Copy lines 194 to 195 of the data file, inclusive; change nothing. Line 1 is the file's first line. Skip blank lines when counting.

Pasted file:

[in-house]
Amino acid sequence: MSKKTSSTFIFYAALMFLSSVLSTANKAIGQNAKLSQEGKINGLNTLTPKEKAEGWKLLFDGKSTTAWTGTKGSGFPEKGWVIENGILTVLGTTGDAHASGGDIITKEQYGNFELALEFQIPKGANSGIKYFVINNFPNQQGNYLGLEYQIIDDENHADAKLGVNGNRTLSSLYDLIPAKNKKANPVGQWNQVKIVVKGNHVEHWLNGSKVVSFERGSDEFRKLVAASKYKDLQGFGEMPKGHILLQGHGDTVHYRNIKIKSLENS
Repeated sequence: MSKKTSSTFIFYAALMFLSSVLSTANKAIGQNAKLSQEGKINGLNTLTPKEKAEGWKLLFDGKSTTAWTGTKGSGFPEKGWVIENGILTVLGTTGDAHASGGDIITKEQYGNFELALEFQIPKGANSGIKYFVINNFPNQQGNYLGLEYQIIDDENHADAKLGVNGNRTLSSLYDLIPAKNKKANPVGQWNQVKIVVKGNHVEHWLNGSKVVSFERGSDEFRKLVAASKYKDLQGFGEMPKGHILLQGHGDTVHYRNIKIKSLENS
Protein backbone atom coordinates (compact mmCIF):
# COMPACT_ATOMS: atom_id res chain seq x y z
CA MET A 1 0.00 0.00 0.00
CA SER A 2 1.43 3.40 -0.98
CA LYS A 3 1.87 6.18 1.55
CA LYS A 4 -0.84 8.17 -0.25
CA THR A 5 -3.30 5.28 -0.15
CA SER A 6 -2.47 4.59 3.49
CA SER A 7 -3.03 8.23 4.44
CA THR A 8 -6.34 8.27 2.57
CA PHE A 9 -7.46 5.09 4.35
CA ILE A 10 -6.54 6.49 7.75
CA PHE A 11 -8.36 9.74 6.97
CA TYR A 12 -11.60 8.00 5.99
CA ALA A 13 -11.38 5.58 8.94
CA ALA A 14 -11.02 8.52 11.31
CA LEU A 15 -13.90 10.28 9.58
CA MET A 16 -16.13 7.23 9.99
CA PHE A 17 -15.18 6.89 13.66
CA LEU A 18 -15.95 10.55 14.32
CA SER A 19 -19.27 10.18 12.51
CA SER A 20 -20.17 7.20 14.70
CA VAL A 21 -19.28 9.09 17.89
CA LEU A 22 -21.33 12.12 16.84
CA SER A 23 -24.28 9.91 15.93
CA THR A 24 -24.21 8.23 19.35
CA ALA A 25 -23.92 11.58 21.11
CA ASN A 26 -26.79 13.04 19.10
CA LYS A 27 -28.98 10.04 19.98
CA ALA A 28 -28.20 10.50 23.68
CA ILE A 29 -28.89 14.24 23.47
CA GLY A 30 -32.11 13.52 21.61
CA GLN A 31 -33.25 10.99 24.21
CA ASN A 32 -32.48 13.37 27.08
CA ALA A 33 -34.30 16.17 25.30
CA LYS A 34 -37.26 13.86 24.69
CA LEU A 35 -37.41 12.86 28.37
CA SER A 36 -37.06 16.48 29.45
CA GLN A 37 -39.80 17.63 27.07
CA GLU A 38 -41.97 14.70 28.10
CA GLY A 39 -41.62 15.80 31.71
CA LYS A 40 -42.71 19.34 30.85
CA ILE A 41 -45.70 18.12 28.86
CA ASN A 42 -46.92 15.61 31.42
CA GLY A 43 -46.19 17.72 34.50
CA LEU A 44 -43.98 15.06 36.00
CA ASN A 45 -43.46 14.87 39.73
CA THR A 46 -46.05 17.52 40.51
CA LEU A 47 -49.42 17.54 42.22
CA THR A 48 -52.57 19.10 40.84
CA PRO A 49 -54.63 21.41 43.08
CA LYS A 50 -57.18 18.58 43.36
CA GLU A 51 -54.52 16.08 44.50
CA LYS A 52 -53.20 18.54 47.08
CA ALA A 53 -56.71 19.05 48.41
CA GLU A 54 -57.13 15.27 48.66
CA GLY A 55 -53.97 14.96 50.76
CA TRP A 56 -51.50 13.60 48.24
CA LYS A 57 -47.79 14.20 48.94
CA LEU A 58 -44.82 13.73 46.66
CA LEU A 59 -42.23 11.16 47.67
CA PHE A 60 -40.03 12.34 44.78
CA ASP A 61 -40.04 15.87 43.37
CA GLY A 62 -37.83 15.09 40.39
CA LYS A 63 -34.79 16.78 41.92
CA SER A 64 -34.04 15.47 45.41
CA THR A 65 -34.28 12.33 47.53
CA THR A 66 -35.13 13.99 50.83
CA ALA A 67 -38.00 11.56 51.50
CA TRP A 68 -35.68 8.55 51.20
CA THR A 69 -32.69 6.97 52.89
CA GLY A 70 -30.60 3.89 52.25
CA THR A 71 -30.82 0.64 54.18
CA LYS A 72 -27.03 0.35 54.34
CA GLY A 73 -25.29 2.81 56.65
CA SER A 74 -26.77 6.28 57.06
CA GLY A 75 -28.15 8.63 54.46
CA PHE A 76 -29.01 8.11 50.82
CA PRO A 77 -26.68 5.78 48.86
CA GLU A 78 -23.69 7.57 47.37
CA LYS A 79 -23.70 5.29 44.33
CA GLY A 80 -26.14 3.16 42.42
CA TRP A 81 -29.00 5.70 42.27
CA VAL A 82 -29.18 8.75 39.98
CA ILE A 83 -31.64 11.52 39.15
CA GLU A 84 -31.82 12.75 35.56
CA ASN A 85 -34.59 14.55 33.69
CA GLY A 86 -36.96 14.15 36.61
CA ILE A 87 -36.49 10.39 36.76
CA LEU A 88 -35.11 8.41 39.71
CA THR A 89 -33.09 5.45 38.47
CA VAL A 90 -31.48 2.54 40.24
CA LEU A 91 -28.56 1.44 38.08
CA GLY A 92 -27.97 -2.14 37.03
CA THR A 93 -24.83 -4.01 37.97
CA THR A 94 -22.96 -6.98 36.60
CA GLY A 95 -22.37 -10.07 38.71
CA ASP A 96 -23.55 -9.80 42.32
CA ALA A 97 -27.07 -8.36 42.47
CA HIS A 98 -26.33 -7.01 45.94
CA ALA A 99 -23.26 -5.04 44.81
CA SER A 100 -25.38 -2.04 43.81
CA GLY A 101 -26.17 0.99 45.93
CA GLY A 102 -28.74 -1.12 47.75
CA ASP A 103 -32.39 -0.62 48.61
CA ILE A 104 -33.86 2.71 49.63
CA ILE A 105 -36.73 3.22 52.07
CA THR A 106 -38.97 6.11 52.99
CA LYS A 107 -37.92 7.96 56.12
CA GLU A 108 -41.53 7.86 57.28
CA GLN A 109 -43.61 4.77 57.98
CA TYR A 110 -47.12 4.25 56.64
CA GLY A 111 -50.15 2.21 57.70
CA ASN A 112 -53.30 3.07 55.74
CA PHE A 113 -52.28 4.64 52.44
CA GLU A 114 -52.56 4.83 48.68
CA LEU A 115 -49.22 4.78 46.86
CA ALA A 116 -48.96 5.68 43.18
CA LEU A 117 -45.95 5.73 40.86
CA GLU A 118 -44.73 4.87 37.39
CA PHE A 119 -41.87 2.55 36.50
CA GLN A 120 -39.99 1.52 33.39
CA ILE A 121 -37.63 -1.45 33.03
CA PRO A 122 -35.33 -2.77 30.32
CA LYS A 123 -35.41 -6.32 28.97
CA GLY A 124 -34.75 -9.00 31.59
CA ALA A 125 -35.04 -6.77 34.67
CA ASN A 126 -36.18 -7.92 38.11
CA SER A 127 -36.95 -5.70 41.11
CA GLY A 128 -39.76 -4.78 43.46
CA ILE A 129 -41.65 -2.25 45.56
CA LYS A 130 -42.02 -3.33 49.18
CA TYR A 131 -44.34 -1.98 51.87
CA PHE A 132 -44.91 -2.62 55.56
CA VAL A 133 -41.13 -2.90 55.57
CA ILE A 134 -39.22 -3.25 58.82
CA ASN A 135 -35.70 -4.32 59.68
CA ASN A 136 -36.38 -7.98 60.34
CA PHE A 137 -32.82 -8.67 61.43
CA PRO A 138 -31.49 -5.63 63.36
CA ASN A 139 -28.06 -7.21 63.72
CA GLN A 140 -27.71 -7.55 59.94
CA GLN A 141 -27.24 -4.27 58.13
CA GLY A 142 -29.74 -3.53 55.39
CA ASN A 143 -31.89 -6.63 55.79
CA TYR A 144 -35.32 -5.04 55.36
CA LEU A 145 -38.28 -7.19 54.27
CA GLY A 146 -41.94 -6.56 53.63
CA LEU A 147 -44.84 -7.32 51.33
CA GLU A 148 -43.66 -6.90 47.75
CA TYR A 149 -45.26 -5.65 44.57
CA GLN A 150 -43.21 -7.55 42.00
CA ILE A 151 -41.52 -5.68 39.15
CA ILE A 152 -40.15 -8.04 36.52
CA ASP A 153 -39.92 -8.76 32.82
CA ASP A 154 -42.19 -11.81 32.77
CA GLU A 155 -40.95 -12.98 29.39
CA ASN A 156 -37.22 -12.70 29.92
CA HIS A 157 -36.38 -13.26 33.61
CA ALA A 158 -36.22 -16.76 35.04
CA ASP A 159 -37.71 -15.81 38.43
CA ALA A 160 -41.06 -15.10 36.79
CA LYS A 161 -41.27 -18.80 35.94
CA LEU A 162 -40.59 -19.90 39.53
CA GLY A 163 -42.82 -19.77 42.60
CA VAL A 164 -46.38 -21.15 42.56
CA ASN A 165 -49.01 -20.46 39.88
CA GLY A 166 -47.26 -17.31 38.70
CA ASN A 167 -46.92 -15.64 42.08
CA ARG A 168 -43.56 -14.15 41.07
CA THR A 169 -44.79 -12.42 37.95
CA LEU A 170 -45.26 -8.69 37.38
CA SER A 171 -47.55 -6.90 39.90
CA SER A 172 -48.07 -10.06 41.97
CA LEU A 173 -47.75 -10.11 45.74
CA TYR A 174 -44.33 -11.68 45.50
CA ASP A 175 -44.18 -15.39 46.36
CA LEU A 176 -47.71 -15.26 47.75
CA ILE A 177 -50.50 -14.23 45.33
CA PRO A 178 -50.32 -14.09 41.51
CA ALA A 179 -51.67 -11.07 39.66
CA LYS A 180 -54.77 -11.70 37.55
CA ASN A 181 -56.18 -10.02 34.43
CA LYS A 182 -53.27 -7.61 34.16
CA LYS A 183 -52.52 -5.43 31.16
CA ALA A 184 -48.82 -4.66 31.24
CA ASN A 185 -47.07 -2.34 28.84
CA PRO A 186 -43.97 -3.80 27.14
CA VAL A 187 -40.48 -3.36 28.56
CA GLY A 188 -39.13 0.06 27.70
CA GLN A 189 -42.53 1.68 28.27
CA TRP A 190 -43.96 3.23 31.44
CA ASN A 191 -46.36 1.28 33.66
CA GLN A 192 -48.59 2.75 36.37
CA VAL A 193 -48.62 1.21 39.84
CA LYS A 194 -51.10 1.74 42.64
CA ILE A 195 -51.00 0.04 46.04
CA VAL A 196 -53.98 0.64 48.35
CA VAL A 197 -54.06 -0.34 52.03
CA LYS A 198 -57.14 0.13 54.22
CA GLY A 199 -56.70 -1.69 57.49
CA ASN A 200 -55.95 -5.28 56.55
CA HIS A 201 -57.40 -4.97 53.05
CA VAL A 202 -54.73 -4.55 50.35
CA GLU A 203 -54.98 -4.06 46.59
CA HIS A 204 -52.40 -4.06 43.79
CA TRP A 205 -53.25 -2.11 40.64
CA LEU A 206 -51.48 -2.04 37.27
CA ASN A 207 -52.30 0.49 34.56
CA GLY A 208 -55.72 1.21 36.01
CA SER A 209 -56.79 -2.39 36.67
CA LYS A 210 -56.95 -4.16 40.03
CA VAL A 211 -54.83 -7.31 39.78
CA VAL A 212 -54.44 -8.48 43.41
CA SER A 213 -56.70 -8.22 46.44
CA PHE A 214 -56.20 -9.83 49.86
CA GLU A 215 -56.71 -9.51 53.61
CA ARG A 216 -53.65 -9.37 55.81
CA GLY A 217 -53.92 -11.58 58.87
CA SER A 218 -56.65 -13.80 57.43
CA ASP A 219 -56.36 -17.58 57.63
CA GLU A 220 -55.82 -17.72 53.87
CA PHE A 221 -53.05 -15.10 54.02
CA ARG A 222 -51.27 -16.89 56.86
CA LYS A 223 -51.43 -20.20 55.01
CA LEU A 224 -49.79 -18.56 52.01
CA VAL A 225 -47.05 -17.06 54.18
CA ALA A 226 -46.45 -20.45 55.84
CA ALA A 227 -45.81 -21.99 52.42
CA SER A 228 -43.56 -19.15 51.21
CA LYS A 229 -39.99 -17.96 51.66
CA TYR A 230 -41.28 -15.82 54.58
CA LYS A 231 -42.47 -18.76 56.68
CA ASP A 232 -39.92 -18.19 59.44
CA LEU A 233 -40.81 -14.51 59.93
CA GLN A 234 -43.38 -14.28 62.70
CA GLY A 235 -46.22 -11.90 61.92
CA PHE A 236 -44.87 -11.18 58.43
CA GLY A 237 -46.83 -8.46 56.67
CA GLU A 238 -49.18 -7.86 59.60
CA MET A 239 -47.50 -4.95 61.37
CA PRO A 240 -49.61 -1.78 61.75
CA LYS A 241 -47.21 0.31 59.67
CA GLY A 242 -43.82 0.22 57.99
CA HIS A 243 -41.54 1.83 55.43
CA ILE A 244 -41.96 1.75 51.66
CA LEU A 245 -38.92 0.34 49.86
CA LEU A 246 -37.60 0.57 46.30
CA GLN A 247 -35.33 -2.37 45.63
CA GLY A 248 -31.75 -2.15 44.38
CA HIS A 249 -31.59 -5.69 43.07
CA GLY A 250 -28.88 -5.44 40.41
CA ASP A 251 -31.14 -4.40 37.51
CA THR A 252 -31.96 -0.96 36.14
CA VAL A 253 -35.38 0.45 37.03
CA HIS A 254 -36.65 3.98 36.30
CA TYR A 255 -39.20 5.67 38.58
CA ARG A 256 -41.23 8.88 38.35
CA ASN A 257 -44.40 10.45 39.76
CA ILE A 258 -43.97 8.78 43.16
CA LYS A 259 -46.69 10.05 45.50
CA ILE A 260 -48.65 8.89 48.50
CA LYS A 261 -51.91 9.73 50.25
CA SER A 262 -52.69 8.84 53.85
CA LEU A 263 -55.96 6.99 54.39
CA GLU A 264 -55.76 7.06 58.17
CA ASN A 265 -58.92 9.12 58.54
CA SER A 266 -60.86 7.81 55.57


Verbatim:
CA GLN A 189 -42.53 1.68 28.27
CA TRP A 190 -43.96 3.23 31.44